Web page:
The dead body of a man, (says the Courier) whose name is at present unknown, was found by the police on Bowen Terrace yesterday afternoon, and was removed to the morgue, where it now awaits identification. It seems that a man named Patrick Kennedy, who was passing at about half past 2 o'clock, saw the deceased lying in the bushes on Bowen Terrace, and spoke to him. He said he had been drinking for the past three months, and he asked Kennedy to get him a drink of water, which he did. He also stated that he had been working at Johnstone's and at Lather's sawmills at Southport. He spoke with a slight German accent, and had a German cast of countenance. Kennedy reported the matter to a policeman, who went to the place indicated, and found the man dead. There were no papers on the body that could give any clue to the name of the deceased, but poison of more than one kind was found in his possession, and he had stated in conversation with Kennedy that he had taken morphia to make him sleep. The body is described as that of a man apparently about 45 years of age, 5 ft. 7 in. In height, with full sandy brown whiskers and beard, reddish moustache, and dark sandy hair, cut short; the hair both on the face and head mixed with gray; the forehead was somewhat lofty, and the hair above it slightly thin. There was a large irregular scar as of a burn on the neck just above the collarbone. He was of muscular build, about 12 st. In weight, and from the appearance of the hands must have been a labouring man. The body was dressed in black soft felt hat, gray tweed sack coat, striped gray crimson shirt, brown tweed trousers mixed with gray, and with narrow reddish stripes; black socks, with blue, white, and yellow cross stripes; elastic side boots, well worn, and with imitation laces size 8's. The body has since been identified by Constable Perry as that of Thomas Johnson, who is a German, has been drinking very heavily of late, and is thought to have poisoned himself.

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From the Toowoomba Chronicle and Darling Downs General Advertiser, Thursday, September 2, 1886:

Says the Brewarrina Express: - Many very touching stories have been told of the fidelity of dogs to their masters, but few instances will be able to discount one which has just occurred in this district. Elsewhere appears the account of an inquest held on the body of a poor fellow named William Aitken, who was recently drowned in the Wamerawa. Alongside of the swag which was found on the bank was a little dog, of no particular breed, in fact a connoisseur might have termed it mongrel. From the swag to the water's edge, at the place where its master had entered the creek, this little animal had beaten a track, and though every day food was taken to it and every attempt made to entice it away it remained faithful to its trust, and trotted mournfully up and down the path it had formed in its vain search for its master, and it was not till forcibly, though not unkindly, led away that this faithful little creature left the spot.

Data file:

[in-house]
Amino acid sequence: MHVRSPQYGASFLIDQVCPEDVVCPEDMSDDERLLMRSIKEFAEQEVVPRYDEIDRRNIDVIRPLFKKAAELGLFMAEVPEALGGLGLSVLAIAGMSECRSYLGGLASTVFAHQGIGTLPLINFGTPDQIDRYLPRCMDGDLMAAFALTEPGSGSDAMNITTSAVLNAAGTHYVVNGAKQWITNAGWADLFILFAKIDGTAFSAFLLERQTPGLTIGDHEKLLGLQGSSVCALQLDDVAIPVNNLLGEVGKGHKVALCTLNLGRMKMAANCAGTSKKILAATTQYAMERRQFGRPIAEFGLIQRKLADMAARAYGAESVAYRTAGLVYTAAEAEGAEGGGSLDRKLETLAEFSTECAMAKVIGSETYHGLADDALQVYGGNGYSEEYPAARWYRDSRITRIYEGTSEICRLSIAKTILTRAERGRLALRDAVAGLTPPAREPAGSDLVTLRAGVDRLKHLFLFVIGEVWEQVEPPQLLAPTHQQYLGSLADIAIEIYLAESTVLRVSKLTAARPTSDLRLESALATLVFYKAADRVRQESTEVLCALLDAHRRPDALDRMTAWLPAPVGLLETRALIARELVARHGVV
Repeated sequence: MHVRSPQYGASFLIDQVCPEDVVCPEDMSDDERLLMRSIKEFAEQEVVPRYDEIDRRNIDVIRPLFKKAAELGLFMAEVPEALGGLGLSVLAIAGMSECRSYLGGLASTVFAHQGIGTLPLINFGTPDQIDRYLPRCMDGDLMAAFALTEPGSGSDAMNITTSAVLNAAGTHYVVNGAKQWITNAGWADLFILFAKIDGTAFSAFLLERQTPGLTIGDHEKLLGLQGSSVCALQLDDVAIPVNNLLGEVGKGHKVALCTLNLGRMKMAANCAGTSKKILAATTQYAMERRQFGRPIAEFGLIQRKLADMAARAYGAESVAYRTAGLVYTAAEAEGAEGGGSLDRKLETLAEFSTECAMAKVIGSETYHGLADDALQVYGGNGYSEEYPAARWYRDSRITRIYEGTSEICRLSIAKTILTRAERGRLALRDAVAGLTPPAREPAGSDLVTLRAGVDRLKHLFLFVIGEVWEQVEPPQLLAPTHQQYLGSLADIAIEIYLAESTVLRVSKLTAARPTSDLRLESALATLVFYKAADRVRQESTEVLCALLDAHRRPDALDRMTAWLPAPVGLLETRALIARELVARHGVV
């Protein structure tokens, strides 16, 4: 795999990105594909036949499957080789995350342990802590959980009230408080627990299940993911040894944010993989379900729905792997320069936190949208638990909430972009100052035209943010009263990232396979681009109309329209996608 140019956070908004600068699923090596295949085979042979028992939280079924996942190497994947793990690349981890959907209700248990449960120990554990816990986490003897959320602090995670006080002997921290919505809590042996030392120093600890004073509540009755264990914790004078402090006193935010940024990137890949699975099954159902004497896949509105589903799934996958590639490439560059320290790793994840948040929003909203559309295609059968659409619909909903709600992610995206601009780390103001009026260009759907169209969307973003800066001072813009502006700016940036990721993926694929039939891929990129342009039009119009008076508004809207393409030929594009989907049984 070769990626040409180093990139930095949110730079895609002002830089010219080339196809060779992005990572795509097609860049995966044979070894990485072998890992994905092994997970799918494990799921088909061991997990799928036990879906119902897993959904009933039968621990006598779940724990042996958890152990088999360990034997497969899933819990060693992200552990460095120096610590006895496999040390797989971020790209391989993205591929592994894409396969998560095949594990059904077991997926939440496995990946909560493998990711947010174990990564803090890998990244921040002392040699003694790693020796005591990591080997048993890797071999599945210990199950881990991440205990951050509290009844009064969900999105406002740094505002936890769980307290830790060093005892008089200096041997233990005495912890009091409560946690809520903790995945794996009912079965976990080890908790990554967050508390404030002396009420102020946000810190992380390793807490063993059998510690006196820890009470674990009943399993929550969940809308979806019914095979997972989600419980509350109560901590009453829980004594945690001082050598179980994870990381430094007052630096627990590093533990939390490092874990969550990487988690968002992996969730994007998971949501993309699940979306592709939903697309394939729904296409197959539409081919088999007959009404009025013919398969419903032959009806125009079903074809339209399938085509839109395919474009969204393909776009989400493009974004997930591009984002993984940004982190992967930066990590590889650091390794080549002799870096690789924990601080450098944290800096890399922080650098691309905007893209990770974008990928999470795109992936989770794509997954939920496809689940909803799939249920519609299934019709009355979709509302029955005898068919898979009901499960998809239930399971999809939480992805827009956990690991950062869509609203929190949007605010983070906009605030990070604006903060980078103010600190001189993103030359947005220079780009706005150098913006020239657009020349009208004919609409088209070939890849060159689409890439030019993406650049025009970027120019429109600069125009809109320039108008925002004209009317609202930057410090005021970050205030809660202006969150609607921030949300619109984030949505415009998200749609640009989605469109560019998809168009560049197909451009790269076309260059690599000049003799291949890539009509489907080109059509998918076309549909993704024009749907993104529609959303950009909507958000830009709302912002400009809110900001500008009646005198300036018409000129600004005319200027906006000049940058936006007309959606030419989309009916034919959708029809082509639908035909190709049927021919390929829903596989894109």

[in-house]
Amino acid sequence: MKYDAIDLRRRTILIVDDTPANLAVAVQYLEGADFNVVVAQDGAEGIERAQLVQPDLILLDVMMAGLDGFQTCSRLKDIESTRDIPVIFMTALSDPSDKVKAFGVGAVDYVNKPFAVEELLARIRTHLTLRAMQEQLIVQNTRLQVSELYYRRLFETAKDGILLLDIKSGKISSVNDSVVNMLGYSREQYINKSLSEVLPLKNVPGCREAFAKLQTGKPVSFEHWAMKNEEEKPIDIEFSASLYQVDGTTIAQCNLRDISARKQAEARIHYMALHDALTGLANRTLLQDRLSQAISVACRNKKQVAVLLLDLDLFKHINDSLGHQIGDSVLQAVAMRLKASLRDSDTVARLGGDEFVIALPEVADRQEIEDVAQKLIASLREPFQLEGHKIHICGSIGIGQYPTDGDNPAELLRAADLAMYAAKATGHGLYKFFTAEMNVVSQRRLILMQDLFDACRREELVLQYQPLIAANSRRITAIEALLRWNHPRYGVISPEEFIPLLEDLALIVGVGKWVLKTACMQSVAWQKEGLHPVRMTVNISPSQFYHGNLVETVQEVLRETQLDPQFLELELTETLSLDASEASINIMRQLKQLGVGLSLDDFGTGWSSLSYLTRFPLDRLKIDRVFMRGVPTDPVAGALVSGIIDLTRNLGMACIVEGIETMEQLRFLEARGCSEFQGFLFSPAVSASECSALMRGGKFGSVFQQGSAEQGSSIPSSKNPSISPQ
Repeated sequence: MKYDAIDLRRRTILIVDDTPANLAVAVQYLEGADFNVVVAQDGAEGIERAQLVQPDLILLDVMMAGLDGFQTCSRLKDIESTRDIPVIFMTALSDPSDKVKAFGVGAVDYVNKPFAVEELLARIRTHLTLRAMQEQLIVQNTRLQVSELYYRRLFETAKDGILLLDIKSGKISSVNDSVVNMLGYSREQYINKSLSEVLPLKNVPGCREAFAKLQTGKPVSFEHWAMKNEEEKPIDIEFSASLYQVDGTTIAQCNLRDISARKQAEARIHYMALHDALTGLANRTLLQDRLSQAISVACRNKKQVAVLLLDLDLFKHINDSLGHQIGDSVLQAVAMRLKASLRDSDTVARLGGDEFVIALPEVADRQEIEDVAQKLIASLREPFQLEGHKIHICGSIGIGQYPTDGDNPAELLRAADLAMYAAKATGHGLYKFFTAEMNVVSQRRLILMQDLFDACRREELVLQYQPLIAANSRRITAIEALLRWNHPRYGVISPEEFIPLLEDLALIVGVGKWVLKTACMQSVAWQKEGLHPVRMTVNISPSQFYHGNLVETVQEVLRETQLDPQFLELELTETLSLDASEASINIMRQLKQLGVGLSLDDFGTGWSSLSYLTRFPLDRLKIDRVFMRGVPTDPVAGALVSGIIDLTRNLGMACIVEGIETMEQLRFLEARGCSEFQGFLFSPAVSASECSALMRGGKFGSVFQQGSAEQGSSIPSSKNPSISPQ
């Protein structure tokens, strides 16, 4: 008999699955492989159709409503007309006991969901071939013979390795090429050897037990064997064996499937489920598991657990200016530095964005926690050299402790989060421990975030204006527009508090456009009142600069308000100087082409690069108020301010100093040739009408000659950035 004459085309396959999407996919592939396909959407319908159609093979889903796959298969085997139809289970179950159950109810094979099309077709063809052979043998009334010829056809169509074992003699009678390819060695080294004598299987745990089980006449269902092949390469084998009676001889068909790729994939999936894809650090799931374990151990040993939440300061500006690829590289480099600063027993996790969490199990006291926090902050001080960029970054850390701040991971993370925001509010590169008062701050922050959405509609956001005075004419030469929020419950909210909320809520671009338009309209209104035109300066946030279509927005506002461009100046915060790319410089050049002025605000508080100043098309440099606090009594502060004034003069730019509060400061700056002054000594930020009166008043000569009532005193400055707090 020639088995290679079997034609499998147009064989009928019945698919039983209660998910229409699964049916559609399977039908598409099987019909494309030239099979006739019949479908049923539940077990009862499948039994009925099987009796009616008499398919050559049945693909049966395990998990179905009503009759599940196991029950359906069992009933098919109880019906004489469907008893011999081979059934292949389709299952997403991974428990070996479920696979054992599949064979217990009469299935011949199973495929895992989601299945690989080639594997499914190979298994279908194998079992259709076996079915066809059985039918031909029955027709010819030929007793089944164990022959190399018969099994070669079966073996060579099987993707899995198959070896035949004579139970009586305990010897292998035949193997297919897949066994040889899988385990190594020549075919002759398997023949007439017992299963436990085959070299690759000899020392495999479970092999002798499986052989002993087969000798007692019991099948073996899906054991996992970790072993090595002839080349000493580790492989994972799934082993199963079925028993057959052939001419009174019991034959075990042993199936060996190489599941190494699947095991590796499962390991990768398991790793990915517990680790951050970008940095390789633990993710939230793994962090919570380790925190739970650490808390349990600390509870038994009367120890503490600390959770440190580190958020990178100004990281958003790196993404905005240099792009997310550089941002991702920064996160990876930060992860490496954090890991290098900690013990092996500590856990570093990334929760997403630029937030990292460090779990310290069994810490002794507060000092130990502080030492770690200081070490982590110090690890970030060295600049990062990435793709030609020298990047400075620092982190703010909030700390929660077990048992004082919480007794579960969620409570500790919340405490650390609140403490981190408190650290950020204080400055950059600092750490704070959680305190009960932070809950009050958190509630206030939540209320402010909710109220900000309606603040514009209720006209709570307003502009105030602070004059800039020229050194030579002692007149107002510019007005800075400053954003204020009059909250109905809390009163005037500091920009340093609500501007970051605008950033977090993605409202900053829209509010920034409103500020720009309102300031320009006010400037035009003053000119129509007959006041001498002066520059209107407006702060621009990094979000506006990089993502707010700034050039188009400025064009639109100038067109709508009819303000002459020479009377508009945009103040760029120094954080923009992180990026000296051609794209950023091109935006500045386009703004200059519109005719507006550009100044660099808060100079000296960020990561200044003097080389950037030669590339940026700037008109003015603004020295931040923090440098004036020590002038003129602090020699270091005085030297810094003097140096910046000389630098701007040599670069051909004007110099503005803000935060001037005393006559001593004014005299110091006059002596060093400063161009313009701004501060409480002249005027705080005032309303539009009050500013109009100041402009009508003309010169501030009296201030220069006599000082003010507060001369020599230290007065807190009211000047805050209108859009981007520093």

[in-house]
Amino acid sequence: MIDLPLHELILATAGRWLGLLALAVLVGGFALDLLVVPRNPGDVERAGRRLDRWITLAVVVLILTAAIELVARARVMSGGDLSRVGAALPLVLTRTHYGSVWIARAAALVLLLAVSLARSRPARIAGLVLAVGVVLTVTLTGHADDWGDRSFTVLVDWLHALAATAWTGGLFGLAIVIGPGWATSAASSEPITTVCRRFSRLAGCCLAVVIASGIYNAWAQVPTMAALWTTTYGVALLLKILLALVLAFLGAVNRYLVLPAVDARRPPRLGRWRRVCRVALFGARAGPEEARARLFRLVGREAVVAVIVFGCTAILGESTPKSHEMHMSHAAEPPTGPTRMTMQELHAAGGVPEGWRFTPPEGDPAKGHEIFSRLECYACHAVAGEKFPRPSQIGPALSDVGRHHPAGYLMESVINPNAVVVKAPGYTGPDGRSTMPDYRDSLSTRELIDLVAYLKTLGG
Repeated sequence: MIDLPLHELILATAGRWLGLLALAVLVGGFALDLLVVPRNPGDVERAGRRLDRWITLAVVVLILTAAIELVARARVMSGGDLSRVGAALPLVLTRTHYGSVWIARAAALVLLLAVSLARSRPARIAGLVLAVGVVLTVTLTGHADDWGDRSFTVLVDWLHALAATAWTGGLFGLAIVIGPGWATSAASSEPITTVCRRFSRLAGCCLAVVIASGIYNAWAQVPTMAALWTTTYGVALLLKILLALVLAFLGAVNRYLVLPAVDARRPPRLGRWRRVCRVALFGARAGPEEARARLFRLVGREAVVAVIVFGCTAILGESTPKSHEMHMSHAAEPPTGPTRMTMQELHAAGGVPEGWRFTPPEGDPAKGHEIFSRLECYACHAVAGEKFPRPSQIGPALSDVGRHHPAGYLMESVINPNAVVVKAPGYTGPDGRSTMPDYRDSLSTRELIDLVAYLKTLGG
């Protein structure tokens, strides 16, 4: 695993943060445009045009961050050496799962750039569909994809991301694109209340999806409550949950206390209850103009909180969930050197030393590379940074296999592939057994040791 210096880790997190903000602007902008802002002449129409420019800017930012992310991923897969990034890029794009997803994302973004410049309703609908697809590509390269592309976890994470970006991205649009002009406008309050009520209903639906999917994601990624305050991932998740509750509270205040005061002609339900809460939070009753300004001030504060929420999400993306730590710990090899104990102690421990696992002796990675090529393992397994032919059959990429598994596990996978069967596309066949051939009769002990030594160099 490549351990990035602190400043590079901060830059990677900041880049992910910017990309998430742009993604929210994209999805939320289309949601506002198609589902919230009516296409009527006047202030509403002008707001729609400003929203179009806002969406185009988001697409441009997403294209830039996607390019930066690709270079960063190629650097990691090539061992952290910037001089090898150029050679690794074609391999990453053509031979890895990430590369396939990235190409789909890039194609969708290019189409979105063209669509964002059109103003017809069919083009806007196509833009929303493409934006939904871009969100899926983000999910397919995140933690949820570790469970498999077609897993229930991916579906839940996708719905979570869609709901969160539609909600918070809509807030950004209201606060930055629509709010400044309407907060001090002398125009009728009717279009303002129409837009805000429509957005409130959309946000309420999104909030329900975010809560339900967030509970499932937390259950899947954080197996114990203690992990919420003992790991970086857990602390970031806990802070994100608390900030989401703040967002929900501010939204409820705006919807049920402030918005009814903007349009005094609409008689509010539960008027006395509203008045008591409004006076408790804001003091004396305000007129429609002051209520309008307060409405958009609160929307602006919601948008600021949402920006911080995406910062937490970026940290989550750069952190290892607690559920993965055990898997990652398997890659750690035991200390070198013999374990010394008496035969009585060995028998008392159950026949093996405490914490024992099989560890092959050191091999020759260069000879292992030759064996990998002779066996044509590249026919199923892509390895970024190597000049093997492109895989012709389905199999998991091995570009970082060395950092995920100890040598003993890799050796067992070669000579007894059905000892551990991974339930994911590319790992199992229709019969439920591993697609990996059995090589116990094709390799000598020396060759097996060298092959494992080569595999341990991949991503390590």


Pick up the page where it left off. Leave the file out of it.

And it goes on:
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From the Toowoomba Chronicle and Darling Downs General Advertiser, Thursday, September 9, 1886:

The following account of a deplorable accident is taken from the S. M. Herald of Saturday last. A telegram from Dubbo says: - A terrible accident occurred on the railway line late last night. A man named Archibald Stenhouse, employed as a sleeper-getter, was found this morning near the Loggerheads, four miles out, with his head nearly severed from his body; near him was a bottle of brandy. It is thought that he was going to his camp, and being drunk lay down on the line. A late train coming awoke him, and he got up, but in his confused drunken state he walked towards instead of from the engine, which knocked him off the line to where he was found. The deceased had been locked up for drunkenness by the local police only a few days ago.

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From the Toowoomba Chronicle and Darling Downs General Advertiser, Thursday, September 9, 1886:

A Hobart telegram in the Sydney Evening News gives particulars of what appears to have been a most barbarous case of wife murder perpetrated there last Tuesday afternoon. It seems that a young man named Walch Oakes left his home in Campbell Street about 2 o'clock in the afternoon, and went to the domain to play football. On his return, he was horrified to find his mother, Margaret Oakes, lying upon her bed with her clothing and bed clothes covered with blood, which had apparently escaped from a frightful wound discernible on the left side of her head. The young man's father was sitting on the floor beside the bed in a state of advanced intoxication. He was uttering drunken cries and singing, and saying continually, "Dear Jennie, come to me." The unfortunate woman was also under the influence of liquor when young Oakes left the house at 2 o'clock. The police were informed of the discovery. They proceeded to the house, and upon making search they found an iron bar under the bed, one end of which was covered with blood, while to the other a quantity of gray hair was adhering. The bar was about 18 in. long and pointed at one end, and of considerable weight. It is surmised that the drunken man struck his unfortunate wife several times with this weapon. Her skull was completely smashed in, and her head was almost battered beyond recognition. It is believed that the man made a sudden and unexpected attack upon the woman while she was lying on the bed, and that the first blow must have stunned her, for no cries were heard by the neighbours, and that portion of the town is largely populated. After having been arrested, and when being conveyed to the police station, the wretched man said, "He would tell all about it for a pint of beer." The accused, who is about 66 years of age, is a hawker by occupation. He has always been looked upon as a harmless character. He was known to be on generally good terms with his wife, who was about five years his junior, and was always particularly affectionate to her when under the influence of liquor.